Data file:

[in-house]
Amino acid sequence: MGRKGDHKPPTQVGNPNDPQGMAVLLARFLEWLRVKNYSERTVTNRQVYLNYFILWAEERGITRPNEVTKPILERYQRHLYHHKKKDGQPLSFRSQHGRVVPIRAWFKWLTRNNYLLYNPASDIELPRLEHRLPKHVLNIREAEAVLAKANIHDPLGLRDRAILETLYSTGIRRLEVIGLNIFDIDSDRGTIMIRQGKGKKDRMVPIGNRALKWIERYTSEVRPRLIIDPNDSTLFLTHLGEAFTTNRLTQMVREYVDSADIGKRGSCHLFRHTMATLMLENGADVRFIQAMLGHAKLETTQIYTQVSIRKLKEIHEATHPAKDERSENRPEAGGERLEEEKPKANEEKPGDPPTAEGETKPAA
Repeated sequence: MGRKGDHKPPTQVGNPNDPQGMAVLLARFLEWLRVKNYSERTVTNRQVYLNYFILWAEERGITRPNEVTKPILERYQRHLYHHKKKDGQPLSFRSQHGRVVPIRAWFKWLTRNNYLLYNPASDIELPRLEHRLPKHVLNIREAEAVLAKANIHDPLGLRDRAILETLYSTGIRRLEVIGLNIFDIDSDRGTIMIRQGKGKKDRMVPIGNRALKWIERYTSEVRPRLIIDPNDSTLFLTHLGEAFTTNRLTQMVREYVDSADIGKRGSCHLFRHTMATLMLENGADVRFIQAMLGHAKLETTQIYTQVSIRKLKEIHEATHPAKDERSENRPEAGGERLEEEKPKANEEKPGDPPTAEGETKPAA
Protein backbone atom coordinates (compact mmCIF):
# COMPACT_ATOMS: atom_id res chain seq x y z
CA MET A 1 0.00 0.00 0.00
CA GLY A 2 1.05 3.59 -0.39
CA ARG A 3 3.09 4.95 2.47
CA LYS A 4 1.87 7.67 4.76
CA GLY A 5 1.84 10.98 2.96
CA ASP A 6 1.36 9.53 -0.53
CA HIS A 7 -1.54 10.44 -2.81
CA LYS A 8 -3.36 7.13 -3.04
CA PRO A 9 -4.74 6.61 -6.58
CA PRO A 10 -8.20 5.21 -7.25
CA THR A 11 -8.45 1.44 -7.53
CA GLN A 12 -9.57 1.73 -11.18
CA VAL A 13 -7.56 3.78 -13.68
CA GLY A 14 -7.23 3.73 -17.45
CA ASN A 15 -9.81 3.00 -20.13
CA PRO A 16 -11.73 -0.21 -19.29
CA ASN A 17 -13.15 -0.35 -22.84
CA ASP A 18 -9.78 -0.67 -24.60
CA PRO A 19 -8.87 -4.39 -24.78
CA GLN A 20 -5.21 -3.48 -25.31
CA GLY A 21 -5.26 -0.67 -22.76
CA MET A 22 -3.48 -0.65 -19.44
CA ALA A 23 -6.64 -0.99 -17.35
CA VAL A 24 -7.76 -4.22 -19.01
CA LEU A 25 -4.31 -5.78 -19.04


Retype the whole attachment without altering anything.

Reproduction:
[in-house]
Amino acid sequence: MGRKGDHKPPTQVGNPNDPQGMAVLLARFLEWLRVKNYSERTVTNRQVYLNYFILWAEERGITRPNEVTKPILERYQRHLYHHKKKDGQPLSFRSQHGRVVPIRAWFKWLTRNNYLLYNPASDIELPRLEHRLPKHVLNIREAEAVLAKANIHDPLGLRDRAILETLYSTGIRRLEVIGLNIFDIDSDRGTIMIRQGKGKKDRMVPIGNRALKWIERYTSEVRPRLIIDPNDSTLFLTHLGEAFTTNRLTQMVREYVDSADIGKRGSCHLFRHTMATLMLENGADVRFIQAMLGHAKLETTQIYTQVSIRKLKEIHEATHPAKDERSENRPEAGGERLEEEKPKANEEKPGDPPTAEGETKPAA
Repeated sequence: MGRKGDHKPPTQVGNPNDPQGMAVLLARFLEWLRVKNYSERTVTNRQVYLNYFILWAEERGITRPNEVTKPILERYQRHLYHHKKKDGQPLSFRSQHGRVVPIRAWFKWLTRNNYLLYNPASDIELPRLEHRLPKHVLNIREAEAVLAKANIHDPLGLRDRAILETLYSTGIRRLEVIGLNIFDIDSDRGTIMIRQGKGKKDRMVPIGNRALKWIERYTSEVRPRLIIDPNDSTLFLTHLGEAFTTNRLTQMVREYVDSADIGKRGSCHLFRHTMATLMLENGADVRFIQAMLGHAKLETTQIYTQVSIRKLKEIHEATHPAKDERSENRPEAGGERLEEEKPKANEEKPGDPPTAEGETKPAA
Protein backbone atom coordinates (compact mmCIF):
# COMPACT_ATOMS: atom_id res chain seq x y z
CA MET A 1 0.00 0.00 0.00
CA GLY A 2 1.05 3.59 -0.39
CA ARG A 3 3.09 4.95 2.47
CA LYS A 4 1.87 7.67 4.76
CA GLY A 5 1.84 10.98 2.96
CA ASP A 6 1.36 9.53 -0.53
CA HIS A 7 -1.54 10.44 -2.81
CA LYS A 8 -3.36 7.13 -3.04
CA PRO A 9 -4.74 6.61 -6.58
CA PRO A 10 -8.20 5.21 -7.25
CA THR A 11 -8.45 1.44 -7.53
CA GLN A 12 -9.57 1.73 -11.18
CA VAL A 13 -7.56 3.78 -13.68
CA GLY A 14 -7.23 3.73 -17.45
CA ASN A 15 -9.81 3.00 -20.13
CA PRO A 16 -11.73 -0.21 -19.29
CA ASN A 17 -13.15 -0.35 -22.84
CA ASP A 18 -9.78 -0.67 -24.60
CA PRO A 19 -8.87 -4.39 -24.78
CA GLN A 20 -5.21 -3.48 -25.31
CA GLY A 21 -5.26 -0.67 -22.76
CA MET A 22 -3.48 -0.65 -19.44
CA ALA A 23 -6.64 -0.99 -17.35
CA VAL A 24 -7.76 -4.22 -19.01
CA LEU A 25 -4.31 -5.78 -19.04